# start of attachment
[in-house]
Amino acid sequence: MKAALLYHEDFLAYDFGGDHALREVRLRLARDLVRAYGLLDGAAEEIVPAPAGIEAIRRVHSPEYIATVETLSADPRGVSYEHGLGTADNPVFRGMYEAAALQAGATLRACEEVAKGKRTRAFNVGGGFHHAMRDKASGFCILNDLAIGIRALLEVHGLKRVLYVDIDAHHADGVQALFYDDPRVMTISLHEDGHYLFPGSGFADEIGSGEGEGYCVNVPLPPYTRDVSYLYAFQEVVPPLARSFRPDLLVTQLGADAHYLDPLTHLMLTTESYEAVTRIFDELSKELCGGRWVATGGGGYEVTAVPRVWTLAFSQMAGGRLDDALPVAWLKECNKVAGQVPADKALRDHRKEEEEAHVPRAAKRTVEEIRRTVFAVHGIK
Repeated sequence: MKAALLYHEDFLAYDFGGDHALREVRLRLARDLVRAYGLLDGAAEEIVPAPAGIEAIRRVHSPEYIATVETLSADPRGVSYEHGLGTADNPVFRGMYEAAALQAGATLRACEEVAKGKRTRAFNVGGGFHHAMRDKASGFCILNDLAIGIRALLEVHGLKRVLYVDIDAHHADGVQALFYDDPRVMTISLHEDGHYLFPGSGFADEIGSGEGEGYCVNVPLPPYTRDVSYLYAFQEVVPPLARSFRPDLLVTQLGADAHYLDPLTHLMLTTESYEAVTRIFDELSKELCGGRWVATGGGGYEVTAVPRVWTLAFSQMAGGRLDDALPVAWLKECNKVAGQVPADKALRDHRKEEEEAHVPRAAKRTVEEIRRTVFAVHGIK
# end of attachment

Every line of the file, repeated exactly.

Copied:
[in-house]
Amino acid sequence: MKAALLYHEDFLAYDFGGDHALREVRLRLARDLVRAYGLLDGAAEEIVPAPAGIEAIRRVHSPEYIATVETLSADPRGVSYEHGLGTADNPVFRGMYEAAALQAGATLRACEEVAKGKRTRAFNVGGGFHHAMRDKASGFCILNDLAIGIRALLEVHGLKRVLYVDIDAHHADGVQALFYDDPRVMTISLHEDGHYLFPGSGFADEIGSGEGEGYCVNVPLPPYTRDVSYLYAFQEVVPPLARSFRPDLLVTQLGADAHYLDPLTHLMLTTESYEAVTRIFDELSKELCGGRWVATGGGGYEVTAVPRVWTLAFSQMAGGRLDDALPVAWLKECNKVAGQVPADKALRDHRKEEEEAHVPRAAKRTVEEIRRTVFAVHGIK
Repeated sequence: MKAALLYHEDFLAYDFGGDHALREVRLRLARDLVRAYGLLDGAAEEIVPAPAGIEAIRRVHSPEYIATVETLSADPRGVSYEHGLGTADNPVFRGMYEAAALQAGATLRACEEVAKGKRTRAFNVGGGFHHAMRDKASGFCILNDLAIGIRALLEVHGLKRVLYVDIDAHHADGVQALFYDDPRVMTISLHEDGHYLFPGSGFADEIGSGEGEGYCVNVPLPPYTRDVSYLYAFQEVVPPLARSFRPDLLVTQLGADAHYLDPLTHLMLTTESYEAVTRIFDELSKELCGGRWVATGGGGYEVTAVPRVWTLAFSQMAGGRLDDALPVAWLKECNKVAGQVPADKALRDHRKEEEEAHVPRAAKRTVEEIRRTVFAVHGIK